Greg Smith, executive director of The Fast Growth School Coalition, of which TISD is a member, said the federal funding will help districts get back on track this academic year.
“The ESSER funding has been a great boost in the arm or steroid shot for local school districts to help play catch-up for kids that are behind,” Smith said.
The second and third rounds of funding, referred to as ESSER II and ESSER III, were approved in December and March, respectively. MISD received about $25 million from the two funding rounds, according to Assistant Superintendent of Operations Erich Morris. However, the numbers differ from the Texas Education Agency’s figure. According to the TEA, MISD received nearly $29 million total between the two rounds.The discrepancy is due to the state already spending a portion of the relief funds for its funding requirements, Morris said. TISD is expected to receive almost $3.5 million from ESSER II and $7.8 million from ESSER III, Communications Director Allison Suarez said in an email.
Targeting learning loss
With the funds, MISD hired 38 employees ahead of the 2021-22 school year to help in critical need areas such as special education and reducing class sizes, Morris said. The funding will also go toward employee benefits and retaining current staff. MISD trustees unanimously approved a one-time $1,000 bonus pay for staff, paid for by ESSER funds, at its Aug. 2 meeting. Morris said the proposed FY 2021-22 budget includes another one-time $1,000 bonus to be paid in November.
“We want to focus our dollars in the classroom,” Morris said. “We want to take care of our kids and retain our talented staff.”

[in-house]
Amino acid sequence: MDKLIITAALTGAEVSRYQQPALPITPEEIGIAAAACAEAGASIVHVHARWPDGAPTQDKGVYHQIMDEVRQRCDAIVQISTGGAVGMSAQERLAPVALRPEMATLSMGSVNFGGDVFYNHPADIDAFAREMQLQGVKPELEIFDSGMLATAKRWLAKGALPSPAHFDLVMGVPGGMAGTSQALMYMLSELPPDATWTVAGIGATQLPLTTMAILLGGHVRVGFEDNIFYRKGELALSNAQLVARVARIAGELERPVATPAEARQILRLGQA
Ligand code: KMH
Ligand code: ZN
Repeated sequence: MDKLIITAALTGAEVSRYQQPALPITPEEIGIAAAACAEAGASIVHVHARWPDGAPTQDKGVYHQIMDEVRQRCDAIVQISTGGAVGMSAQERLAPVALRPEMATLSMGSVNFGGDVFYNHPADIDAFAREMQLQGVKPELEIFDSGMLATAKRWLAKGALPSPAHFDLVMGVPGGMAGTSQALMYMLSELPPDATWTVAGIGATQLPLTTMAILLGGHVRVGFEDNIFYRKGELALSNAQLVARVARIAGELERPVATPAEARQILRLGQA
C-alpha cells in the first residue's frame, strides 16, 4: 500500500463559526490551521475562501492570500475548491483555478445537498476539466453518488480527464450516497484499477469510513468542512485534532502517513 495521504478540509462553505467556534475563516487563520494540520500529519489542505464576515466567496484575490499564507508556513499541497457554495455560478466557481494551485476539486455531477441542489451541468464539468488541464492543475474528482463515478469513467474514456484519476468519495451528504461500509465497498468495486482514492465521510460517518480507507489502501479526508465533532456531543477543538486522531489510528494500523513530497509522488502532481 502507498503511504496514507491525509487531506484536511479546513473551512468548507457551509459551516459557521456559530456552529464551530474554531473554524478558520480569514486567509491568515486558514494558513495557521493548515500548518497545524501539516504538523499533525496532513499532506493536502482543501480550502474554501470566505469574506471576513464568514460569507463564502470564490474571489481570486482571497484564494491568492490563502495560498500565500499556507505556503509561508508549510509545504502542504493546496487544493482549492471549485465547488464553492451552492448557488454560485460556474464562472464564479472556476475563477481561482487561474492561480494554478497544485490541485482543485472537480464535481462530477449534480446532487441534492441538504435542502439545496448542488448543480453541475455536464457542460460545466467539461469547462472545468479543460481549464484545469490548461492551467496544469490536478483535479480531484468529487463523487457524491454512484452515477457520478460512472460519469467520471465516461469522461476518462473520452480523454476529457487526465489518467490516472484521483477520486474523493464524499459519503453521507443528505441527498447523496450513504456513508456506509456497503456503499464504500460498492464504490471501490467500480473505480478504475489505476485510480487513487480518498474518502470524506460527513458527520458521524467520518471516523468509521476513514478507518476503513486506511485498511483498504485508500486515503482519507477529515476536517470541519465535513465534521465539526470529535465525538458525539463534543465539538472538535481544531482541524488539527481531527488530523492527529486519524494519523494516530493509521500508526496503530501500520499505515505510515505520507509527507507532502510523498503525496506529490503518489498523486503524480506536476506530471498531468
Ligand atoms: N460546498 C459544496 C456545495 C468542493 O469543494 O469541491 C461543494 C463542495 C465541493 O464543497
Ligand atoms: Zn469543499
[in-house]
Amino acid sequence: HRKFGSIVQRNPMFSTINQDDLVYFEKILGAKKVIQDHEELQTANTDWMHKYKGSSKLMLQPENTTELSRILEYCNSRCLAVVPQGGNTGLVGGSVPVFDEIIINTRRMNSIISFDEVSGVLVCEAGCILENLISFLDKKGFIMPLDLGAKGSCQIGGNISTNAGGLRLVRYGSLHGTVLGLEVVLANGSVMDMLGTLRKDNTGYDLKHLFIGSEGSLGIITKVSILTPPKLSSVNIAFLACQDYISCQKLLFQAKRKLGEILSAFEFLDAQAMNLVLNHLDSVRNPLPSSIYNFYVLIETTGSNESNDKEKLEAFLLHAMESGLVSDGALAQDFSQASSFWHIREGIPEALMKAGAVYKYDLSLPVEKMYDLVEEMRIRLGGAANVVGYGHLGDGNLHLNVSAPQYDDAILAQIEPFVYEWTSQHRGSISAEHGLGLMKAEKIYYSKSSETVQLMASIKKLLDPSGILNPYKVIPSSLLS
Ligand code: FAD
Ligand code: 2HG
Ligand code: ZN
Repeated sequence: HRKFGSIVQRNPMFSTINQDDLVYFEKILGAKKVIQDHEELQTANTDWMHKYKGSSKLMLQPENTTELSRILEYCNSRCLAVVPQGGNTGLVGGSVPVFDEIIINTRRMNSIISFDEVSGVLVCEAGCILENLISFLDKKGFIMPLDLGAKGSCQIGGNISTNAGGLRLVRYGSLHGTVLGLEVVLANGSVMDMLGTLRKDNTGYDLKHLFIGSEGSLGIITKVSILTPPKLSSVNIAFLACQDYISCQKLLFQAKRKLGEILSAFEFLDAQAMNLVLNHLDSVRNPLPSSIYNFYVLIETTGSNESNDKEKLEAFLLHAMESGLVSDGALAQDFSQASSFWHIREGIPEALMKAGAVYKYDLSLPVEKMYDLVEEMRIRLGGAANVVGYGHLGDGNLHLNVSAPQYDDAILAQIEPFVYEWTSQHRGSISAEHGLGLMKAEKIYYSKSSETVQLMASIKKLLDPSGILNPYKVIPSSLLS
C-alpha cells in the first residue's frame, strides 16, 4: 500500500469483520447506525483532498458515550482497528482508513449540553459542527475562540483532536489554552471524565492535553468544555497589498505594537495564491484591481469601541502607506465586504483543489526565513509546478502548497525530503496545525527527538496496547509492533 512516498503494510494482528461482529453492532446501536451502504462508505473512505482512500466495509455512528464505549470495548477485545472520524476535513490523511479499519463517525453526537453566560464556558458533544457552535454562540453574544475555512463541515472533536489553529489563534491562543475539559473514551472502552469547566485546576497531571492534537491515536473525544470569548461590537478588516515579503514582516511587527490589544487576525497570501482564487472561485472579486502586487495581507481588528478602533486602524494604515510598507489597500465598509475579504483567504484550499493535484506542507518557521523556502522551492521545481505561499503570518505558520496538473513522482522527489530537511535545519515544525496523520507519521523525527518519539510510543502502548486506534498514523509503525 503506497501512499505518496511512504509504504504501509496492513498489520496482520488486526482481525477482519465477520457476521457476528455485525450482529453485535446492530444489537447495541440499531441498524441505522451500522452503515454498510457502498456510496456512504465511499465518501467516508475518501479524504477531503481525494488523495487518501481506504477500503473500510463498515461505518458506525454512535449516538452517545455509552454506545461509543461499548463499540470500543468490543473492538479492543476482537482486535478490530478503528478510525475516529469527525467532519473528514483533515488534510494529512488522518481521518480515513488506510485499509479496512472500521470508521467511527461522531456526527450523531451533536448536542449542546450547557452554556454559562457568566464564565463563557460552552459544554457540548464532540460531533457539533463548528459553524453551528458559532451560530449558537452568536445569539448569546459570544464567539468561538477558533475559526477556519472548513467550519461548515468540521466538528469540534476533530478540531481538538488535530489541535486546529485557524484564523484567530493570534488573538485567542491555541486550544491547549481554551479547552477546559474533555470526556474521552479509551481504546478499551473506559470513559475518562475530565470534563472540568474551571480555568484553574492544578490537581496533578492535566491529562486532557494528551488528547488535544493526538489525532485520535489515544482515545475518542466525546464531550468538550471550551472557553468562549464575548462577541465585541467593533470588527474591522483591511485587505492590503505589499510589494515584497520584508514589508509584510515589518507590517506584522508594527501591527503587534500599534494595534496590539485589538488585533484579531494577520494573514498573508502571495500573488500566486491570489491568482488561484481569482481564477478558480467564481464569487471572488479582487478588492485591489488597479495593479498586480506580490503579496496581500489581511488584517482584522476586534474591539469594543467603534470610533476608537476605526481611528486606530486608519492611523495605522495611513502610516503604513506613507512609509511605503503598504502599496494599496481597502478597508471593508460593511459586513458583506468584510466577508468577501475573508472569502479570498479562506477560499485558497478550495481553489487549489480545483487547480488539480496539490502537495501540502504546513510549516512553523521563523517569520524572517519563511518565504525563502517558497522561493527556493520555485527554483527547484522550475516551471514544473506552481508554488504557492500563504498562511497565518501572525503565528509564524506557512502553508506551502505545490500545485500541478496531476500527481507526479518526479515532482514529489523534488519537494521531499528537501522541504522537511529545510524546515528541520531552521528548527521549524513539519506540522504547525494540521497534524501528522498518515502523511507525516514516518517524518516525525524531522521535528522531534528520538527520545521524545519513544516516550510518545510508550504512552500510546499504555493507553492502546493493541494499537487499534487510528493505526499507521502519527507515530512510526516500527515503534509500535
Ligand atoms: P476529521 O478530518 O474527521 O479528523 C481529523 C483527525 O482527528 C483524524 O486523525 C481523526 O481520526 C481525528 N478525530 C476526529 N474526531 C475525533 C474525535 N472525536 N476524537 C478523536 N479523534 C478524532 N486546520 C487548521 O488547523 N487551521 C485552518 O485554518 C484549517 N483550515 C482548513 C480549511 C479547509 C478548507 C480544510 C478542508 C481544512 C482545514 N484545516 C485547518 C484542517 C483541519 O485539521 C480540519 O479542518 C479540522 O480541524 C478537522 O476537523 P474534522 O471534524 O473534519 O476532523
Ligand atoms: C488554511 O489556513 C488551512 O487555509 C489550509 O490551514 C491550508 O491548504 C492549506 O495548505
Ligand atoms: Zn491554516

While most of MISD’s ESSER funds will address learning loss, MISD Chief Academic Officer Brandon Garza said the district did not experience significant loss like others in the state. According to State of Texas Assessments of Academic Readiness results, MISD improved in some areas, such as third- and sixth-grade reading, in 2021 while statewide, fewer students approached grade level in those subject areas than in 2019, according to state data.
“What we found was that compared to many districts in our area we actually [performed] right with them or better in many cases and just far better than the state in terms of learning loss,” Garza said.
With its funding, TISD has been able to hire 25 additional staff members, including interventionists, support staff for English language learners and an additional administrator, Chief Academic Officer Amy Schindewolf said. While much of the district’s funds will address learning loss, Schindewolf said TISD fared better than some districts. Despite slight drops in students approaching grade level in STAAR assessments from spring 2019 to spring 2021, TISD’s results were above the state average in all subject areas, TEA data shows.
“Although the pandemic has been extremely challenging, because our school district worked with our parents and worked with our community throughout this last year, our students fared well comparatively,” Schindewolf said.
MISD plans to use its remaining ESSER funds on technology, such as laptops and Wi-Fi, and air quality in schools, Morris said.
Schindewolf said TISD plans to address professional development for teachers and administrators, increased parental engagement and additional instructional resources.
Morris described the ESSER funds as critical for school districts to recover from the pandemic. Schindewolf said the funds are allowing TISD to address pandemic-related needs quickly.
“It’s an opportunity for us to continue to progress and meet the needs of our students in a faster way than we would be able to do without [the ESSER funds],” Schindewolf said.
Ally Bolender contributed to this report.